In Big Fit Girl Louise Green shares her fitness journey, advocates for a size inclusive fitness culture, and offers practical tips for getting started. Green is a plus sized athlete–a former runner and now boxer–and a personal trainer based in Vancouver. She personally got beyond thinking of exercise as thing one does to get thin, adopted an active lifestyle without a focus on the scale, and is now keen to spread the word.
More than 2/3 of women wear size 14 or larger yet our images of the fit, active person are inevitably of someone lean and small. Green started her fitness journey with a 5 km running program and along the way discovered all sorts of advantages to an active lifestyle that have nothing to do with losing weight. Green writes, “To weather the peaks, valleys, and plateaus of your athletic journey, you must base your success on more than just the numbers on the scale. You are in this for the long-term, and exercise has many benefits that have nothing to do with what you weigh.”
Green’s book celebrates the plus sized active woman and encourages everyone, regardless of size, to find the active thing they love. Green writes, “Whether you are an avid walker, a triathlete, a ballroom dancer or an Olympic weightlifter, or if you aspire to be all those things and more, your presence as a plus size woman working out in our society is creating a much needed shift. And because we don’t see women of size as much as we need to in advertising, television, movies, or other media, it’s up to us–you and me–to inspire others to join our ranks.”
The book is a combination of personal narrative, practical fitness and nutrition advice, inspirational messages and stories from larger women athletes, and body positive cultural critique and analysis. In fact, Green’s message fits in well with the message of inclusive fitness we try to share here on this blog. It’s fair to say that if you like our blog, you’ll like Green’s book.
One worry–and it’s a worry I share about my own writing– is that Green, like me, is at the bottom end of what counts as plus sized. Yes, we both have weights that fall outside the kind of normative thinness praised in contemporary North American culture. But we’re both the kind of big that when people talk about “fat women” in disparaging terms, they’re going to say to us, “Oh, I didn’t mean you.” Why does that matter? I wonder and worry about this a lot when I decide to count myself in, or not, in various fat positive circles. It does mean that some barriers that larger plus size women face won’t be ones that we confront.
Some larger women may say, “oh, it’s fine for you but I couldn’t do that.” Some of the obstacles in terms of finding gear, finding a sympathetic coach, and facing scorn may be much higher.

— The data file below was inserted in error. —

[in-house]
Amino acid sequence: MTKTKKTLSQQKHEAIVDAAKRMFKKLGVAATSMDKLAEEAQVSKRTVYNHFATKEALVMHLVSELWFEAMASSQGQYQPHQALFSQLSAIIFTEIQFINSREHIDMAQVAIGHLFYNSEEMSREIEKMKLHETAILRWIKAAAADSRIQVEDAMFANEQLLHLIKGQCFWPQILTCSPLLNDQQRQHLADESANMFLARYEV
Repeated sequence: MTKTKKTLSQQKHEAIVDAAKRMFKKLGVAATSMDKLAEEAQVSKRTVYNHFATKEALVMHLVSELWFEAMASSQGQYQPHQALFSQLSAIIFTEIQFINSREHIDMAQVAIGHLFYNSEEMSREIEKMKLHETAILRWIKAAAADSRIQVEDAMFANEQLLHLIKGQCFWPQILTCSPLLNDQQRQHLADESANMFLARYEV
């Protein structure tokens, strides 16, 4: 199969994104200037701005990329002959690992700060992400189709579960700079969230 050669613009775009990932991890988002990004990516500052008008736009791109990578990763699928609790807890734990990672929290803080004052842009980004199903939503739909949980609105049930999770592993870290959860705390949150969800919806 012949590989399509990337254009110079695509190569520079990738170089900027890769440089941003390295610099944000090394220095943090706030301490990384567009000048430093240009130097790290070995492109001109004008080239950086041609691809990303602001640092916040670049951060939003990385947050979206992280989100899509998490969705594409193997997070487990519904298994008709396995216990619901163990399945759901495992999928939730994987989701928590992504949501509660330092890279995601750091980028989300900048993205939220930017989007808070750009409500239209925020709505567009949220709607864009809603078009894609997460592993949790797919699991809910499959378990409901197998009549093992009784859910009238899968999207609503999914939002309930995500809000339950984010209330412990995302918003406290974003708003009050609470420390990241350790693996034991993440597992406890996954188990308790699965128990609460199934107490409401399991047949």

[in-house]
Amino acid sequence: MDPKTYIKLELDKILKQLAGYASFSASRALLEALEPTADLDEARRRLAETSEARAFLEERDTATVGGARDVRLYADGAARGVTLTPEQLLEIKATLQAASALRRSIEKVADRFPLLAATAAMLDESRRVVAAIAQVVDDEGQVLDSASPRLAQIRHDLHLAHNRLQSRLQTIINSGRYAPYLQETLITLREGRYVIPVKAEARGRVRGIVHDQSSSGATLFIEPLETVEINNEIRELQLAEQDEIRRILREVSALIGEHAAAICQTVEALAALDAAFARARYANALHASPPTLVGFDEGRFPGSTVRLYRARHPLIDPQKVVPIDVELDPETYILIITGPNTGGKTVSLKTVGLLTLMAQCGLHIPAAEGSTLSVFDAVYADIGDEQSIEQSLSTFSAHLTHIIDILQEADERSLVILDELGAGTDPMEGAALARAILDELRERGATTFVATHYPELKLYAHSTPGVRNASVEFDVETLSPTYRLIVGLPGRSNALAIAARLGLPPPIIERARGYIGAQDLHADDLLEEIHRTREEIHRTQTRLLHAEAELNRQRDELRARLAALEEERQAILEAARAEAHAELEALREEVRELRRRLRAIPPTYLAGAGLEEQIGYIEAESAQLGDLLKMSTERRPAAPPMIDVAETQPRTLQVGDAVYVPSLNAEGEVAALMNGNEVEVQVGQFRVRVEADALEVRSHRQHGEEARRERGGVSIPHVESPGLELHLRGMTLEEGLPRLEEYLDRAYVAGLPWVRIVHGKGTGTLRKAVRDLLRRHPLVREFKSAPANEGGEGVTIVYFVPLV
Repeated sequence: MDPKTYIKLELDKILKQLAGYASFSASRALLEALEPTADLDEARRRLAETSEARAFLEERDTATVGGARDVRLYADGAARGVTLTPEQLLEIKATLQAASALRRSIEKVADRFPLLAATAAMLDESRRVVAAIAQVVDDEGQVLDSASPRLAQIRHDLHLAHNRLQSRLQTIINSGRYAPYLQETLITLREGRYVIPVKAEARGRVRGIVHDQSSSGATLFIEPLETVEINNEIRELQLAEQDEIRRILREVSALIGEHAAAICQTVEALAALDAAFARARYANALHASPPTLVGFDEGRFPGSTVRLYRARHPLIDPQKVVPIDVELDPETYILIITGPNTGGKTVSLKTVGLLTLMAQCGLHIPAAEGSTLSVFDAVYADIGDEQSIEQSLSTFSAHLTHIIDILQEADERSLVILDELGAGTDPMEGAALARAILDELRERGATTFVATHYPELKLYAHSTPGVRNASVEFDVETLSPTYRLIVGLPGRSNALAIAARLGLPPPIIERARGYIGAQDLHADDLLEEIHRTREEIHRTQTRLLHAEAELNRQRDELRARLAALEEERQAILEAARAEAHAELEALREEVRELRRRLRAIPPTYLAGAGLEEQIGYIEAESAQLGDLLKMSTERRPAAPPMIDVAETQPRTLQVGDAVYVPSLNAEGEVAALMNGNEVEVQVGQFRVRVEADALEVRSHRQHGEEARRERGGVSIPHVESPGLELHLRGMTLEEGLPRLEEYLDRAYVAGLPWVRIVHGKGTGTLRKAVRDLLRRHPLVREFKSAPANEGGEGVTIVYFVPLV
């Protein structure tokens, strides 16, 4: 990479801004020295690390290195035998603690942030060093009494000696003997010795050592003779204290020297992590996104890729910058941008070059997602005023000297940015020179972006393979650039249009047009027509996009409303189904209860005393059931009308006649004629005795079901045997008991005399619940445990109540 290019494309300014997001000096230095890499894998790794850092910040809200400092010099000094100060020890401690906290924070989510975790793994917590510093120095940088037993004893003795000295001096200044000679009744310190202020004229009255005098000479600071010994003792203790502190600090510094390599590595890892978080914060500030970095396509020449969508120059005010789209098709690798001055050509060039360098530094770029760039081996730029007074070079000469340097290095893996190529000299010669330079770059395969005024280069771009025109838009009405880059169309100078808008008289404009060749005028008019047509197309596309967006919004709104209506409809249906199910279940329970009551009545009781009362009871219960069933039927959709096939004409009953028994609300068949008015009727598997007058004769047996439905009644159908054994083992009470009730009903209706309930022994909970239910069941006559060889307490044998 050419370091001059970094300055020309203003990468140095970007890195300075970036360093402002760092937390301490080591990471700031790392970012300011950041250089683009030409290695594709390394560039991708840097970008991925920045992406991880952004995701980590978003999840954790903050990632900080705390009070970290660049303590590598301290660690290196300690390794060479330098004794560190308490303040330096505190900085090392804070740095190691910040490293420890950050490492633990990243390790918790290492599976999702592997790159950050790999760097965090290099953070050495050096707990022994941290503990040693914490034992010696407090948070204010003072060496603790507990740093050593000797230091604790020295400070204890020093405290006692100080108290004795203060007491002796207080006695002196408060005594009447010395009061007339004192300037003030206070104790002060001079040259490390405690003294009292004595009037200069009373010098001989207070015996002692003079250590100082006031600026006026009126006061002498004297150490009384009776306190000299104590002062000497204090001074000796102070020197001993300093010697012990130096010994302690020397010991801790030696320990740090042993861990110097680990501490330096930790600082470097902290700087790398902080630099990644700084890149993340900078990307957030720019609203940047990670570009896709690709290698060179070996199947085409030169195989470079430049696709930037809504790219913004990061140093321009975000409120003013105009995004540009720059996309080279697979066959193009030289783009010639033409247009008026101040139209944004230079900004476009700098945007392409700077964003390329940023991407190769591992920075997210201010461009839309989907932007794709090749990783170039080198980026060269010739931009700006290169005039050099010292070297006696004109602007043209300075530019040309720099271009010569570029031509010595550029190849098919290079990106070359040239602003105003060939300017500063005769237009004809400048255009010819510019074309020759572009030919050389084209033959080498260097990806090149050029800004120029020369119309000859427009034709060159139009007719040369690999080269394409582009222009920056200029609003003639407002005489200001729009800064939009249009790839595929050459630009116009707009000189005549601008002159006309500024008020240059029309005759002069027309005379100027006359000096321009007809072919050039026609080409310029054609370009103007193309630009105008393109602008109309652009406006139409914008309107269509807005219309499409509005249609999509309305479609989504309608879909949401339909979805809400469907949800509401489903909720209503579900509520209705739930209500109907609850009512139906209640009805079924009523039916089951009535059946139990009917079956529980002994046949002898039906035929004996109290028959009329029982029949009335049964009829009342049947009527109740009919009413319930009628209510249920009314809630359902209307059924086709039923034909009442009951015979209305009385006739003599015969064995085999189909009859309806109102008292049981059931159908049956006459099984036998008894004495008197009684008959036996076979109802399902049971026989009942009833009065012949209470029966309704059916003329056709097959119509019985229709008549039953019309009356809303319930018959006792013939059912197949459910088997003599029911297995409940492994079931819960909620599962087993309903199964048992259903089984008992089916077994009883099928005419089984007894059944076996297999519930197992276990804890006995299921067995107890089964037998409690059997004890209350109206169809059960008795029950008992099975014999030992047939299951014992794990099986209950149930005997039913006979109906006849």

I also worry about a body positivity that is based on the athletic potential of larger women. Our bodies are worth love and respect even if we don’t work out, and don’t have health as a goal.
But these are small worries about a wonderful book.
And hey, we’ve featured Louise Green before on the blog. See (Updated) Plus sized endurance athletes, we exist!
Canadian Running reviewed her book here.
Fit and Feminist reviews it here.
Oh, and here’s her TED Talk, Limitless: Let’s Think Again about Athleticism:
You can read more about the book in this CBC profile, ‘Big Fit Girl’ challenges body stereotypes with new book. Refinery 29 also reviews it, Lies The Fitness Industry Tells Plus-Size Women.
Big Fit Girl is published by Greystone Books. They’re also publishing our book Fit at Mid-Life: A Feminist Fitness Journey in spring 2018. Maybe we’ll meet up with Louise on the book tour circuit and go workout together. I’d like that!
You can order the book from Greystone here.
And here’s what they’ve got to say about it:
In this kick-ass call to arms, Louise Green describes how the fitness industry fails to meet the needs of plus-size women and thus prevents them from improving their health. By sharing her own story of how she stopped dieting, got off the couch, and got fit, Green inspires other plus-size women to do the same. She provides concrete advice about how to get started, how to establish a support team, how to choose an activity, how to set goals, what kind of clothing and gear work best for the plus-size athlete, and how to improve one’s relationship with food. She also showcases similar stories from other women.
LOUISE GREEN is a plus-size athlete, a personal trainer, and the founder of Body Exchange, a plus-size fitness boot camp with seven locations in Canada. She has written for numerous publications, including the Wall Street Journal, the Daily Mail, Glamour, and the Huffington Post, among others. She lives in North Vancouver, B.C.